Some nights after hospice ministry I feel covered in death. I don’t know if it’s an actual odor or a heaviness that clings to me after close intimate contact with those laboring toward death. Either way, a hot shower, a snuggly red pup, and a good night sleep provide a temporary fix.
For quite some time my parents’ health has been failing. My dad’s heart is giving out, and mom suffers from memory loss. Both of them live in rock bottom denial, and seem to close up more and more each day. My siblings and I try to piece together situations. I talk to my sister about it. I talk to my sister about nearly everything, every day, but it’s a temporary fix.
I write for a global ministry focused on kids. Those I talk about come from poor, developing nations and have experienced unfathomable trauma. Their stories never cease to shake me. I’m caught up in the politics, religious beliefs, culture, and general human brokenness that cause the damage. While our ministry builds eternal hope in these children (where there is none to begin with), at the end of the day my heart often is burdened. Leaving work and walking into the arms of a bustling, loving family brings the world into a new light. But it’s a temporary fix.
My church experience is a temporary fix. A small circle in the body of Christ love me, have my back, and speak life into me. This fix, as are all other temporary fixes, are necessary. Life would be void of hope and joy without them
Perhaps because of my past, of coming out of abuse, the scab was ripped off early in life. I experienced trauma at the earliest age. Nothing was processed or dealt with until later in life, and even then it didn’t fully take. My unhealed wounds mingle with a broken world. This gives me crazy cool compassion and empathy—add a dash of Jesus and that’s a recipe for powerful ministry. But it also buries me some weeks. Sundays the heaviness descends and it bleeds into Mondays. I roll in it as my white dog Wrecks rolls in wet mud. Quick fixes are hard to come by.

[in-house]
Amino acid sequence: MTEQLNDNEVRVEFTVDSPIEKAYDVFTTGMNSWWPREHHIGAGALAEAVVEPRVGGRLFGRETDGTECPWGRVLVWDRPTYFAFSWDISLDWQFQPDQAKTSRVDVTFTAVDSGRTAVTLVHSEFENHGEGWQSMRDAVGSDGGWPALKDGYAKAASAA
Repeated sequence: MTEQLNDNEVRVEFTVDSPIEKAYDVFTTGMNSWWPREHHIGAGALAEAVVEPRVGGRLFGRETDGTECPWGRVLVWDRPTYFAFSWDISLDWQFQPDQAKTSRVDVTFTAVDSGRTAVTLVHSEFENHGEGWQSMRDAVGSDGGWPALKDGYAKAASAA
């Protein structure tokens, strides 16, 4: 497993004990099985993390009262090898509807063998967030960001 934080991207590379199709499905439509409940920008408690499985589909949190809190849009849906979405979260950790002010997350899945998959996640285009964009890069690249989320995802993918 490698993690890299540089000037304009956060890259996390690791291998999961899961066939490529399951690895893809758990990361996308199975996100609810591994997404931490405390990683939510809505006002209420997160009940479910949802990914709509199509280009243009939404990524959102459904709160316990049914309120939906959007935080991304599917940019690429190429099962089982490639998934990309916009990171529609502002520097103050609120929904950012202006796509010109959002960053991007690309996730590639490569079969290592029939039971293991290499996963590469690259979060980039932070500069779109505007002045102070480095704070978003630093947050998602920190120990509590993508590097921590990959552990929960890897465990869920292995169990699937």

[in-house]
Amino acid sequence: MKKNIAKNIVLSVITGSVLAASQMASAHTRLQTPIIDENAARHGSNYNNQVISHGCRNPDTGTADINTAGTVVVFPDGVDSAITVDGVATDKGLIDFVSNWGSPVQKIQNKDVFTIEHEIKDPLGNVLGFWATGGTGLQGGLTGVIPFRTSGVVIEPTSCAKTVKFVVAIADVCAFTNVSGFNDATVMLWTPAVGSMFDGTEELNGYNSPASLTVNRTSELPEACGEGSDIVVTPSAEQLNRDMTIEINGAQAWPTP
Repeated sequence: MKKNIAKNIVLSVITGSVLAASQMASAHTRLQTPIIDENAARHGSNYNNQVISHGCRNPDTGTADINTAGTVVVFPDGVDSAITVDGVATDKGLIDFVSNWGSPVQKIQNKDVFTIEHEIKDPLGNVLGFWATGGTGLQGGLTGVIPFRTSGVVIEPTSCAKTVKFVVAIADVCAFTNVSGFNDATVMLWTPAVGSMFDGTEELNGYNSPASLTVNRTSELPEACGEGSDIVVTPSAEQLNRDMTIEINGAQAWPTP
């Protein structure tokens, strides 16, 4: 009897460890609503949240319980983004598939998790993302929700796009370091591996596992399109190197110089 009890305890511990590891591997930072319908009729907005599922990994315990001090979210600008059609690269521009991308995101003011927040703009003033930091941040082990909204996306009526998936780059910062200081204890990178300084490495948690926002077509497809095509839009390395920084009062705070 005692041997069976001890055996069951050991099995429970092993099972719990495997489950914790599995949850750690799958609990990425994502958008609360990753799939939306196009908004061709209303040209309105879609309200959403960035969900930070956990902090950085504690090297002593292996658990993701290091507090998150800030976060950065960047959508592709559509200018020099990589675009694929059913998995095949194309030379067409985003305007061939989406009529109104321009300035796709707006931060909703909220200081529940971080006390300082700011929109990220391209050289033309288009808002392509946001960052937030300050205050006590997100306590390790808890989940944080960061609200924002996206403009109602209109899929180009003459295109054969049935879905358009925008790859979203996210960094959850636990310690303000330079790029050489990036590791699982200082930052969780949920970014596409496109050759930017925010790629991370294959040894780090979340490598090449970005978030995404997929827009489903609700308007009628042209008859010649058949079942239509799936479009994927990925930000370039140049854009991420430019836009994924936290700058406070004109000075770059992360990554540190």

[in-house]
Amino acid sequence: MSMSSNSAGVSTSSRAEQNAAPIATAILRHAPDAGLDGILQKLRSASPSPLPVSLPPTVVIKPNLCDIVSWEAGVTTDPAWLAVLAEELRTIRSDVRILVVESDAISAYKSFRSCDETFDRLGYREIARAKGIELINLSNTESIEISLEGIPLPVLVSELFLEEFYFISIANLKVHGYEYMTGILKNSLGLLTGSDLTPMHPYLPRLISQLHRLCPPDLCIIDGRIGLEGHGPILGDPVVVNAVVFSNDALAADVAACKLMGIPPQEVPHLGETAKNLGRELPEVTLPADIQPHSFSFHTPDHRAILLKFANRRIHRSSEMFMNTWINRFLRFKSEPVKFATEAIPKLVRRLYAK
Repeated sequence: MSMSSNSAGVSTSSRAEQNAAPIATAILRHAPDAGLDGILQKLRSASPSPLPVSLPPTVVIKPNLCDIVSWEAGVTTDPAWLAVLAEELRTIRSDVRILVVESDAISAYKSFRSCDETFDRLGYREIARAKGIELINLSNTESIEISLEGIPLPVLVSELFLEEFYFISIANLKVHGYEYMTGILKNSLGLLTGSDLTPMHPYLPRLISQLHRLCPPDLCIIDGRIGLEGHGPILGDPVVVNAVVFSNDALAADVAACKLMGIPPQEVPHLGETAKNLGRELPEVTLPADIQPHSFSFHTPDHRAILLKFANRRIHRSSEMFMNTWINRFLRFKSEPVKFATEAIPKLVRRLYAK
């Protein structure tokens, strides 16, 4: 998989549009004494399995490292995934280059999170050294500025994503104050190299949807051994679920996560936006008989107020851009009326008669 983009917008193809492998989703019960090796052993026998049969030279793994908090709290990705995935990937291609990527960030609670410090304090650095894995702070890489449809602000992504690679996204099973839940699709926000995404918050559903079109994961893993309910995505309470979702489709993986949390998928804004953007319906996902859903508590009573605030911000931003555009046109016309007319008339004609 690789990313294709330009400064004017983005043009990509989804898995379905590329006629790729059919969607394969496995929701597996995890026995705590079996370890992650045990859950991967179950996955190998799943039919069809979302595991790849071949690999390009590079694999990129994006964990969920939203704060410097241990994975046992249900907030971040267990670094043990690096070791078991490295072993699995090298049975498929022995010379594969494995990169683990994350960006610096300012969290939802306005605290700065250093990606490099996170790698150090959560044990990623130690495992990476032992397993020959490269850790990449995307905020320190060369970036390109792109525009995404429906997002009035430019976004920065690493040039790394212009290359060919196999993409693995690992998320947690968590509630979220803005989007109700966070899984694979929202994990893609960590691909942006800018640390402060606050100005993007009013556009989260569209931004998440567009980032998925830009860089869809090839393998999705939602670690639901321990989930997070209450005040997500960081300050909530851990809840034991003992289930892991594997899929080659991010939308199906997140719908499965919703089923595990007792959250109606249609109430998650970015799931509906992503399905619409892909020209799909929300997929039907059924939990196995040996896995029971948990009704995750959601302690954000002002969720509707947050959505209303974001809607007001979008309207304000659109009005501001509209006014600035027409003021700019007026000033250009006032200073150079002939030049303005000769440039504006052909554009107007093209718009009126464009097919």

So what’s not temporary? My faith, however imperfect, is permanent. From the front lines of hospice care I can honestly report that in the end it’s all that’s left. Last week I ministered to a 66 year-old woman whose daughter had abandoned her, the “system” couldn’t find a bed for her at a long term care facility, and the stress caused her to lose her train of thought over and over. The day I visited she had been forced to give up a 13 year-old blind cat named Calvin. She had nothing left but a worn, marked up Bible, and an unflappable faith in Jesus. When I looked into her eyes I saw a reflection of heaven. Indeed, she is nearly there.
When dark clouds hover over head, I try to refocus my heart on eternity. When I meet Jesus there won’t be a litany of questions. I won’t be looking to rub elbows with great heroes of the faith. I doubt I’ll be dazzled by streets of gold. I picture myself sinking into my Father’s arms and having a deep, safe sleep, free from sorrows of this world.
The sweetest thing in all my life has been the longing—to reach the Mountain, to find the place where all the beauty came from—my country, the place where I ought to have been born. Do you think it all meant nothing, all the longing? The longing for home? For indeed it now feels not like going, but like going back. C.S. Lewis